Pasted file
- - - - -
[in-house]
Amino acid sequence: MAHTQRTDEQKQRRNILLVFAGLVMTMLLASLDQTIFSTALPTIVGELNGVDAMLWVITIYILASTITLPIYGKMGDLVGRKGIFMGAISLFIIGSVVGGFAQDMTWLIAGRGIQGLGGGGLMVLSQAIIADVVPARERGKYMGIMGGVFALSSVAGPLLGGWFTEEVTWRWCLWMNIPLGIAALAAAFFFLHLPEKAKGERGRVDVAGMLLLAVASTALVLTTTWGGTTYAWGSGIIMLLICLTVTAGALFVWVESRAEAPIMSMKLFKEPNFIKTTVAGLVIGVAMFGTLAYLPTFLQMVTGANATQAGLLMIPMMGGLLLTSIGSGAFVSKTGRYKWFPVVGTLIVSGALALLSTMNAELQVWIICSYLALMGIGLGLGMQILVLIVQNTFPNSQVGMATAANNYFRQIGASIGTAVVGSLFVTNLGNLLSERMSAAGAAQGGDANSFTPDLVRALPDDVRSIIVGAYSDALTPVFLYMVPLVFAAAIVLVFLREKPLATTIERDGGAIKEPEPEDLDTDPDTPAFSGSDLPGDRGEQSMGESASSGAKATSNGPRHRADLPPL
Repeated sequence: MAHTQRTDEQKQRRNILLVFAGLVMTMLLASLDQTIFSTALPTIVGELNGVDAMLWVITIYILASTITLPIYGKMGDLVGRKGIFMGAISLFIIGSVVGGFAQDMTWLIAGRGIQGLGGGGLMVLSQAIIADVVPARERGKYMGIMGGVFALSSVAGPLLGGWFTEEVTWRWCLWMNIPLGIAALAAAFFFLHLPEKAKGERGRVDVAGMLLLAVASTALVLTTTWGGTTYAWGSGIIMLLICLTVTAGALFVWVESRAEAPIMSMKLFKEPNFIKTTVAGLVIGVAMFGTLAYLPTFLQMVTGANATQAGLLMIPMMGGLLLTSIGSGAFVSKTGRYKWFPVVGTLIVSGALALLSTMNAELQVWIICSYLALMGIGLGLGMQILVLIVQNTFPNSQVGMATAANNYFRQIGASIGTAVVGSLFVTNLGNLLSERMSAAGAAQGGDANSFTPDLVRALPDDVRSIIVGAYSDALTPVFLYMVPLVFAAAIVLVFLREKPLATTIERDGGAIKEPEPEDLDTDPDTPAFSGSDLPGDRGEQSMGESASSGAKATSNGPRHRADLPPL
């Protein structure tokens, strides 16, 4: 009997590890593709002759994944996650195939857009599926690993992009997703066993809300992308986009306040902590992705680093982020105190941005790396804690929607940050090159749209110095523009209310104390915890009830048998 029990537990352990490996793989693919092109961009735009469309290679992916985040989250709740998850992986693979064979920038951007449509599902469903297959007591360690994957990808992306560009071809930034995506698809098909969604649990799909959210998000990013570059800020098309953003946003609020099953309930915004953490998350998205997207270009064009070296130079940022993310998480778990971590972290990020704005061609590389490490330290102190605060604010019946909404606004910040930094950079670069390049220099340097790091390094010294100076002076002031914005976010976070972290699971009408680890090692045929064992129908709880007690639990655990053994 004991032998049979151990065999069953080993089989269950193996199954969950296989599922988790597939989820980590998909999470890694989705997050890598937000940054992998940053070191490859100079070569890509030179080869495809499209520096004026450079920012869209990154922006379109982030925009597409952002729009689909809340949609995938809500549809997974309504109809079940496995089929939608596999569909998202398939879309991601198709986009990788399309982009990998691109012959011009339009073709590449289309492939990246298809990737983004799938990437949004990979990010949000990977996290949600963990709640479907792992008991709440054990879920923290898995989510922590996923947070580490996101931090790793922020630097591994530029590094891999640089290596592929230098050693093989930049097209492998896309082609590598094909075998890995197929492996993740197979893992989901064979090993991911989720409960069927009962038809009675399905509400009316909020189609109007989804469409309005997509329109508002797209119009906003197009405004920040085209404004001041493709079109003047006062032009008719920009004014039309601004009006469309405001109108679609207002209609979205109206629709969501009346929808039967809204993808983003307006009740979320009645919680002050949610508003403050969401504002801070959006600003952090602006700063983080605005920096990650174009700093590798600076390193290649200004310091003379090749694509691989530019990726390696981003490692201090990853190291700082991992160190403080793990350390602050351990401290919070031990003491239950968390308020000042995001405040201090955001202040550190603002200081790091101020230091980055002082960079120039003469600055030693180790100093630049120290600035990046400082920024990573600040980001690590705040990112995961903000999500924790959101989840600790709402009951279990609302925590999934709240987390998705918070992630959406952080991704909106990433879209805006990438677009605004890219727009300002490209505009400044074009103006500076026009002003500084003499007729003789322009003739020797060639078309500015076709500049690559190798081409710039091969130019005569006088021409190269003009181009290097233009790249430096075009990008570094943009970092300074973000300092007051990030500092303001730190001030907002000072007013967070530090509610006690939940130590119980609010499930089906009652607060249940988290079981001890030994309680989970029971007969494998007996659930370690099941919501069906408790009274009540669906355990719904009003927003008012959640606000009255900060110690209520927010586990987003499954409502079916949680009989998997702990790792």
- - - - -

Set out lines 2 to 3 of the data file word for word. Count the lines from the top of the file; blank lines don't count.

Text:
Amino acid sequence: MAHTQRTDEQKQRRNILLVFAGLVMTMLLASLDQTIFSTALPTIVGELNGVDAMLWVITIYILASTITLPIYGKMGDLVGRKGIFMGAISLFIIGSVVGGFAQDMTWLIAGRGIQGLGGGGLMVLSQAIIADVVPARERGKYMGIMGGVFALSSVAGPLLGGWFTEEVTWRWCLWMNIPLGIAALAAAFFFLHLPEKAKGERGRVDVAGMLLLAVASTALVLTTTWGGTTYAWGSGIIMLLICLTVTAGALFVWVESRAEAPIMSMKLFKEPNFIKTTVAGLVIGVAMFGTLAYLPTFLQMVTGANATQAGLLMIPMMGGLLLTSIGSGAFVSKTGRYKWFPVVGTLIVSGALALLSTMNAELQVWIICSYLALMGIGLGLGMQILVLIVQNTFPNSQVGMATAANNYFRQIGASIGTAVVGSLFVTNLGNLLSERMSAAGAAQGGDANSFTPDLVRALPDDVRSIIVGAYSDALTPVFLYMVPLVFAAAIVLVFLREKPLATTIERDGGAIKEPEPEDLDTDPDTPAFSGSDLPGDRGEQSMGESASSGAKATSNGPRHRADLPPL
Repeated sequence: MAHTQRTDEQKQRRNILLVFAGLVMTMLLASLDQTIFSTALPTIVGELNGVDAMLWVITIYILASTITLPIYGKMGDLVGRKGIFMGAISLFIIGSVVGGFAQDMTWLIAGRGIQGLGGGGLMVLSQAIIADVVPARERGKYMGIMGGVFALSSVAGPLLGGWFTEEVTWRWCLWMNIPLGIAALAAAFFFLHLPEKAKGERGRVDVAGMLLLAVASTALVLTTTWGGTTYAWGSGIIMLLICLTVTAGALFVWVESRAEAPIMSMKLFKEPNFIKTTVAGLVIGVAMFGTLAYLPTFLQMVTGANATQAGLLMIPMMGGLLLTSIGSGAFVSKTGRYKWFPVVGTLIVSGALALLSTMNAELQVWIICSYLALMGIGLGLGMQILVLIVQNTFPNSQVGMATAANNYFRQIGASIGTAVVGSLFVTNLGNLLSERMSAAGAAQGGDANSFTPDLVRALPDDVRSIIVGAYSDALTPVFLYMVPLVFAAAIVLVFLREKPLATTIERDGGAIKEPEPEDLDTDPDTPAFSGSDLPGDRGEQSMGESASSGAKATSNGPRHRADLPPL